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Commentary & Analysis
Talk of yen intervention makes sense…but first Brexit to deal with
Japanese industry is worried the yen strength will hurt its overseas sales.
The yen’s recent approach to ¥100 against the dollar has provoked speculation that the Ministry of Finance may be poised to intervene for the first time since 2011.
“We think the time to act has already arrived. It’s already ¥104, ¥105 to the dollar. It was ¥118 in January. From ¥118 to ¥104 — that’s ¥15 in six months,” said Mr [Sadayuki] Sakakibara [chairman of the powerful Keidanren business lobby].
“That is not orderly. Extremely disorderly is all you can call it. To keep it stable in a reasonable range then certainly the Ministry of Finance should act.”
Financial Times , 20 June 2016
It used to be no matter how strong the value of the Japanese yen, the country’s trade balance remained quite high; even despite attempts to punish Japan a la the the Plaza Accord [G-5 countries intervening back in September of 1985 to weaken the dollar against both the Japanese yen and Germany mark].
In the chart below I have overlaid the USD/JPY on top of the monthly Japanese Trade Balance going back to 1982. The yen weakened from a whopping 277 to the dollar during 1982 to just 84 yen per dollar by 1995. Yet, as said, Japan’s trade balance remained strong.
In the chart below, I have shifted the USD/JPY by 20 months into the future. As you can see, the correlation between the value of the yen and trade is seen more clearly.
The game changer of course was the credit crunch, which altered the supply and demand dynamics in the global economy in a very big way. As the yen strengthened on haven flow from around USD/JPY 123 to USD/JPY 77 in the midst of the credit crunch, Japan’s trade balance started consistently deteriorating.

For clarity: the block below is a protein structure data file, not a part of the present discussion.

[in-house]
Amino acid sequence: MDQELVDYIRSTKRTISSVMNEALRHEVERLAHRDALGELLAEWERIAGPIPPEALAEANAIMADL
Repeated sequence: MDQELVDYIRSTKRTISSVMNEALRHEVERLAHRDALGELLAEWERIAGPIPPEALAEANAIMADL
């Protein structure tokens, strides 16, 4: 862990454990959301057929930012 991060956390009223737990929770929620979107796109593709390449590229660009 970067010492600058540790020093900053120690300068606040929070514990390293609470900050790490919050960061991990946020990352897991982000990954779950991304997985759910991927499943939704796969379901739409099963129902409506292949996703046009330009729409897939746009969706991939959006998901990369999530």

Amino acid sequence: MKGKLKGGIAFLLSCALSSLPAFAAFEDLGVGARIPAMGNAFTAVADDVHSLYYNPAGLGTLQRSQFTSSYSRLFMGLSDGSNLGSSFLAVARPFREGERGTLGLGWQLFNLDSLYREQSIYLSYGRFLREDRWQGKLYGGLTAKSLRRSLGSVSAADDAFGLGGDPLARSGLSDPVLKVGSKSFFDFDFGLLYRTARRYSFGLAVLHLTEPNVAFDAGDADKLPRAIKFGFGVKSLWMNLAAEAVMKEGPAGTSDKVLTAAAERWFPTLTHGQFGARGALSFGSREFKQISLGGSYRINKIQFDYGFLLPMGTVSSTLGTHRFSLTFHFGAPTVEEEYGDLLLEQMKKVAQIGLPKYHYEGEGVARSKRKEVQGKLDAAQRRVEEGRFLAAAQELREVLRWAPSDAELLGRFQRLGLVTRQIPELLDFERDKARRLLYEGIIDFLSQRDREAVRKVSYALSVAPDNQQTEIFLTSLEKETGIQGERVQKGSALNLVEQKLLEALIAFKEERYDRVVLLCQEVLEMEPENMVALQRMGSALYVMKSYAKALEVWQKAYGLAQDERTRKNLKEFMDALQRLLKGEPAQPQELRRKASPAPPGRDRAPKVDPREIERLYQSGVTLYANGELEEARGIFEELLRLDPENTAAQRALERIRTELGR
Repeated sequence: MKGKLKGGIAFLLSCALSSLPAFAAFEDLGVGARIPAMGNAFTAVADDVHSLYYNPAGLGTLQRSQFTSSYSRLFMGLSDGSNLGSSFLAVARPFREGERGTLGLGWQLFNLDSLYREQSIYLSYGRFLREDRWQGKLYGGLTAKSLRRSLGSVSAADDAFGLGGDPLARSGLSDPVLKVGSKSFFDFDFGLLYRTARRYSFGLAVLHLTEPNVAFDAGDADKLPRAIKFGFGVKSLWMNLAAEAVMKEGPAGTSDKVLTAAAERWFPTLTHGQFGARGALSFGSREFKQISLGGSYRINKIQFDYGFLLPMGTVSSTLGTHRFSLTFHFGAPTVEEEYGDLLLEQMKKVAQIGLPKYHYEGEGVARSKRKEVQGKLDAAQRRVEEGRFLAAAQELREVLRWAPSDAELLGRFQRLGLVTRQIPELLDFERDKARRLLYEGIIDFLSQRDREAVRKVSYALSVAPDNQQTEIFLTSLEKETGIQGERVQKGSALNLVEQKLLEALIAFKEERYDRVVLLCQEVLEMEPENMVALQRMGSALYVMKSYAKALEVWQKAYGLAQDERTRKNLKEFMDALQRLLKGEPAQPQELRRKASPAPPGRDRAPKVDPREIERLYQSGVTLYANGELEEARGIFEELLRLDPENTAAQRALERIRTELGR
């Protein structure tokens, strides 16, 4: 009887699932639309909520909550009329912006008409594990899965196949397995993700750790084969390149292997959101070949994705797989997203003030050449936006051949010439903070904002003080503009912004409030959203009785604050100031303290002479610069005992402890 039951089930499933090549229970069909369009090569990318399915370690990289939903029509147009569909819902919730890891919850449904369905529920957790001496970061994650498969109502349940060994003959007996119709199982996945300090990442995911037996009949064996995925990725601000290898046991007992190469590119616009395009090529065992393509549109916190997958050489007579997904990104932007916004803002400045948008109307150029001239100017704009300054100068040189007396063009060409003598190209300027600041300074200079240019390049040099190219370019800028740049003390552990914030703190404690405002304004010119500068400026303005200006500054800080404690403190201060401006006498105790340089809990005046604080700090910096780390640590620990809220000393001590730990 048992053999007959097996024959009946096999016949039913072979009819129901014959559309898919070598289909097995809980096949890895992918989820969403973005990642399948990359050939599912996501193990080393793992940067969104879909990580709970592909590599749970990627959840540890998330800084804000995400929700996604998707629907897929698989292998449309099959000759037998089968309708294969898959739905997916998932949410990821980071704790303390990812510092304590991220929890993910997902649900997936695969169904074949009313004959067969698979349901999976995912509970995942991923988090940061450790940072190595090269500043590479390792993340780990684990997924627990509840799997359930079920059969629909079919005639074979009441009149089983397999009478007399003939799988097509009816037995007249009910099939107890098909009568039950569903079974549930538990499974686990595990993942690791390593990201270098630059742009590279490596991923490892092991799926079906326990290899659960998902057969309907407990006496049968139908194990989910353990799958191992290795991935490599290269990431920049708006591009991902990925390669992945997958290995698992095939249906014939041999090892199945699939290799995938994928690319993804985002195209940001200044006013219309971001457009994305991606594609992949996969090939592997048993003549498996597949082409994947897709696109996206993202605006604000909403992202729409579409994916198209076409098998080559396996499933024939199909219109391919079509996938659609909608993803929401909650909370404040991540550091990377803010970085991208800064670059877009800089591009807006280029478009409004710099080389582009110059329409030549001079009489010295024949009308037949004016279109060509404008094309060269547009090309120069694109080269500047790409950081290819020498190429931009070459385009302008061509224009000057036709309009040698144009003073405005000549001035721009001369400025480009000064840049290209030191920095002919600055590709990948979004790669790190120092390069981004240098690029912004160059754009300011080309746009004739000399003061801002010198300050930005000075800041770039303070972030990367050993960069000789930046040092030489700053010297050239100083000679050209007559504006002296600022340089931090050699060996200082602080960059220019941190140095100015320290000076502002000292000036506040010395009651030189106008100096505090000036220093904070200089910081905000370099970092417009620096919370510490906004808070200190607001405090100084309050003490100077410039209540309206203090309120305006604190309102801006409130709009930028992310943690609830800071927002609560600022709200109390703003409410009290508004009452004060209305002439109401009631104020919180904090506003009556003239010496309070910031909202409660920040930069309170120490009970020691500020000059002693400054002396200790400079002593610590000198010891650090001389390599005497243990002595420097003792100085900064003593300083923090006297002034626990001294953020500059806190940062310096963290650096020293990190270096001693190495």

Thus it was the beginning of the three-arrow strategy from Japanese PM Abe—the first arrow was intended to weaken the yen. And as you can see in the chart above (and below) it worked.
So, based on the correlation seen above, it seems in this new abnormal world where demand is not quite stagnant, but weak at best, Japanese industry seems right be worried. It suggests calls for intervention may soon be acted upon.
However, I suspect Japan is keeping powder dry till after the Brexit vote. Because if the Brits decided they want sovereignty back, the yen likely rally sharply again on haven flow, similar to what it did during the credit crunch, but in mini-fashion.
Next stop on haven flow to the yen is likely the 100 target many have discussed. It represents a 50% retracement from the low going back to November 2015—when the three-arrow strategy got underway. But after a move to 100, it would seem the potential pressure would be too much for Japan’s government—they would likely decide to step in with barrels blazing.
If the “remain” block wins the Brexit vote, either $-yen rallies (yen weakens) of its own accord and/or the government helps it along; that seems the consensus bet. But Mr. Market is likely to be particularly tricky in here so any confidence in the consensus should remain limited.
President, Black Swan Capital